5 ways to write killer headlines
In a continuation of my 5 ways series I will today be writing about how to write a killer headline. As a copywriter, my job is to captivate the audience and drive the bottom line of revenue. To do this requires amazing content throughout a page and website, but also requires magnetic headlines that capture the attention of an audience member immediately. A staggering statistic is that around 75% of all sales can be won or lost simply on the basis of having a great headline that stands out. Mastering the art of great headline writing isn't easy, some newspapers even hire people specifically for this job! It can take years of practice and research to know your audience in enough depth to write an amazing headline, but with the 5 steps below you can get on the right track today.
Use Traditional Headline Formulae This is to say use traditional formulas for headlines, the tried and tested stuff from your industry. The ideas below should give you a few ideas, but look around your competition's website get some ideas from them (but don't copy them word for word!) > The Secret of <<XYZ>> > Top 10 <<XYZ>> > Quick ways to improve your <<XYZ>>
Peer Pressure Aspects If you can use "Quotation" marks around headlines, peer pressure can have an awesome effect on readers. By using quotation marks you give the headline an appearance of a testimonial.
Size Matters Many copywriters and designers will tell you bigger is better, this isn't always true. Headlines must be clear and defined, yes, but they must not intrude into the content nor grab so much attention a person will just "stare" at the title. Headlines must be comparable in size to the content (generally 2.5x bigger is the max).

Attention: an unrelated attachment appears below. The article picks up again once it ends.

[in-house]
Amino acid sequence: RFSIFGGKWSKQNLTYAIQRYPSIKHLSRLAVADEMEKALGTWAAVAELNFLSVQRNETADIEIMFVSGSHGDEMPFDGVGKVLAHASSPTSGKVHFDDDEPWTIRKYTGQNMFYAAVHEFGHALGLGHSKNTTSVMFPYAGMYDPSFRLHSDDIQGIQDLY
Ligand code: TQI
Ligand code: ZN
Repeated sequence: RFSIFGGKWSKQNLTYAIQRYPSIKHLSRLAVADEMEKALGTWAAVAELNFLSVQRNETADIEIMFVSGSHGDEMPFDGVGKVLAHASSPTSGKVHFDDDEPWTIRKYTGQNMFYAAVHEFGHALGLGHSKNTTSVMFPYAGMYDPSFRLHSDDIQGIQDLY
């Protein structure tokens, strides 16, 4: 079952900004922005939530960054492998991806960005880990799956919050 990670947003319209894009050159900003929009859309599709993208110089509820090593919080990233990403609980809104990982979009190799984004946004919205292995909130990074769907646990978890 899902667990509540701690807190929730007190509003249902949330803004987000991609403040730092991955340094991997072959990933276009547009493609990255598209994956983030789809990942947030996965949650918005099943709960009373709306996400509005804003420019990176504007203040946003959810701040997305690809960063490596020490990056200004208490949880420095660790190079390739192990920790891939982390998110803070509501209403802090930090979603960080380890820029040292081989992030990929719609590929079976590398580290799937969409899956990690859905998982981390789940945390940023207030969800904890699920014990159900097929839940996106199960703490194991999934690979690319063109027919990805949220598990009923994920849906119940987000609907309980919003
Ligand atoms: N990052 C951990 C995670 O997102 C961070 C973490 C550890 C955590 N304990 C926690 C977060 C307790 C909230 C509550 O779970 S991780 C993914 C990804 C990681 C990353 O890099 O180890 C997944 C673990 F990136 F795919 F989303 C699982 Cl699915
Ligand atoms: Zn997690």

Headlines Are Funnels Funnels are ways to get large amounts of something that you want to get to a single place, on websites you want to get your audience to convert (be this a contact form or a sale). A headline is the mouth of the funnel, you want to get and keep the interest of the reader, and funnel it towards the content.
Never End in a Full Stop! As a child we are all taught that a full stop (period) is the end of a sentence. It makes us think it is the end of a subject or topic, especially at the end of a paragraph, or in this case headline. As the copywriter you do not want to make people think this, instead don't use a full stop try using "..." or simply not having one. This will direct the flow of the user to the content.
So in concluding: follow time tested formulae, use "peer pressure", constrain size, funnel your traffic & remember don't end your headline. If you still need more help tweet me (@andykinsey), contact me, or leave a comment below.